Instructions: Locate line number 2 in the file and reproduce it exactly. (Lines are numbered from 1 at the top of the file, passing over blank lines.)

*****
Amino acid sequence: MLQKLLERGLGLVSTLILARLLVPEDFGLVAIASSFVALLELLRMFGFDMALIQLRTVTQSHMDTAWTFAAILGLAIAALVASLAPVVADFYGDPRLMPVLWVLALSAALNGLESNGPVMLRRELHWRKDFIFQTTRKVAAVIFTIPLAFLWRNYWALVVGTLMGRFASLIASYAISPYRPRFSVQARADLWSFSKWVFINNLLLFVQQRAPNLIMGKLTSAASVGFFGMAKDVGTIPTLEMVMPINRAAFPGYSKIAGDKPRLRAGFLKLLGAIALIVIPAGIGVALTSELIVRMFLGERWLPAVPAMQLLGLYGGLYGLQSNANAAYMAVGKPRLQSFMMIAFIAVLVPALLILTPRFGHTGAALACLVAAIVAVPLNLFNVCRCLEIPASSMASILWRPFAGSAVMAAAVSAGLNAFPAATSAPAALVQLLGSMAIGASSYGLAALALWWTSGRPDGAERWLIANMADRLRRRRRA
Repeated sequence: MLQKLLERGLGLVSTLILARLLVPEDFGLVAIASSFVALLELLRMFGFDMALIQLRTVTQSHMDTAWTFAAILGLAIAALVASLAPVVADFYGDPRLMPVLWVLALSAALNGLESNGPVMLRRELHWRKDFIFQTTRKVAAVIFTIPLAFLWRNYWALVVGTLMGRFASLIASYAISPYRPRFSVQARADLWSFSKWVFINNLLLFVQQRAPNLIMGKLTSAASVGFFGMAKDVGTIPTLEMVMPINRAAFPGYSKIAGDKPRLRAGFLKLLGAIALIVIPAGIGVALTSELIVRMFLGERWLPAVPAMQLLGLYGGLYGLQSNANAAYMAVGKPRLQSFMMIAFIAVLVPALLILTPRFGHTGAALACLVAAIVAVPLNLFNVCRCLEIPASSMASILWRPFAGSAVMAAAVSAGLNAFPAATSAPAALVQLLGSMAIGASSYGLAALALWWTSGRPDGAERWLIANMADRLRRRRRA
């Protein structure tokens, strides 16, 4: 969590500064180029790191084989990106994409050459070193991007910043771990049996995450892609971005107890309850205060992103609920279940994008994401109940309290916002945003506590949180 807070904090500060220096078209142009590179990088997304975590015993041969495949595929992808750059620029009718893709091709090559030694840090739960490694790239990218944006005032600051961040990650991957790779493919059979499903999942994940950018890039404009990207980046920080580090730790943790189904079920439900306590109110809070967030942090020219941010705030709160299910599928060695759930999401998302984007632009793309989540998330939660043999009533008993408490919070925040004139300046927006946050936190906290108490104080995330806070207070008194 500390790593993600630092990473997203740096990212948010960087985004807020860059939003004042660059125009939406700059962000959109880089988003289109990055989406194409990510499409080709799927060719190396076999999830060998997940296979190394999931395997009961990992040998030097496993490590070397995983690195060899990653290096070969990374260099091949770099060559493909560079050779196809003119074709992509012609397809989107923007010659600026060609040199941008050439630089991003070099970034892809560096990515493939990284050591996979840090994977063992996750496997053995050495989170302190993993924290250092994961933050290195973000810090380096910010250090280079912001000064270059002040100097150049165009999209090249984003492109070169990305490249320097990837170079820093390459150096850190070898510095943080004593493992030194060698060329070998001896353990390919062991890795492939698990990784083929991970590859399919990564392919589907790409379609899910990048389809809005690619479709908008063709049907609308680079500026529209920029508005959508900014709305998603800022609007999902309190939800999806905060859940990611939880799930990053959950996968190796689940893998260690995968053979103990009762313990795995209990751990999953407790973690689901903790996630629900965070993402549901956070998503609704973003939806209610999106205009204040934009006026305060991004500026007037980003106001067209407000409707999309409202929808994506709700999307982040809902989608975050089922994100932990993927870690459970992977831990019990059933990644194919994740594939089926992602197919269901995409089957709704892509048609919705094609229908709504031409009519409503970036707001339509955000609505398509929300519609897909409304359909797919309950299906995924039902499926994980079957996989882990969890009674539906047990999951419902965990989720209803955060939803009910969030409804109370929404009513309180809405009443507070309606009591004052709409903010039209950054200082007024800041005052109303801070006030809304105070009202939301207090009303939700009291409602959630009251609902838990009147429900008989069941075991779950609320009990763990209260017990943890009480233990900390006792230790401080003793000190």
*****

Repeated sequence: MLQKLLERGLGLVSTLILARLLVPEDFGLVAIASSFVALLELLRMFGFDMALIQLRTVTQSHMDTAWTFAAILGLAIAALVASLAPVVADFYGDPRLMPVLWVLALSAALNGLESNGPVMLRRELHWRKDFIFQTTRKVAAVIFTIPLAFLWRNYWALVVGTLMGRFASLIASYAISPYRPRFSVQARADLWSFSKWVFINNLLLFVQQRAPNLIMGKLTSAASVGFFGMAKDVGTIPTLEMVMPINRAAFPGYSKIAGDKPRLRAGFLKLLGAIALIVIPAGIGVALTSELIVRMFLGERWLPAVPAMQLLGLYGGLYGLQSNANAAYMAVGKPRLQSFMMIAFIAVLVPALLILTPRFGHTGAALACLVAAIVAVPLNLFNVCRCLEIPASSMASILWRPFAGSAVMAAAVSAGLNAFPAATSAPAALVQLLGSMAIGASSYGLAALALWWTSGRPDGAERWLIANMADRLRRRRRA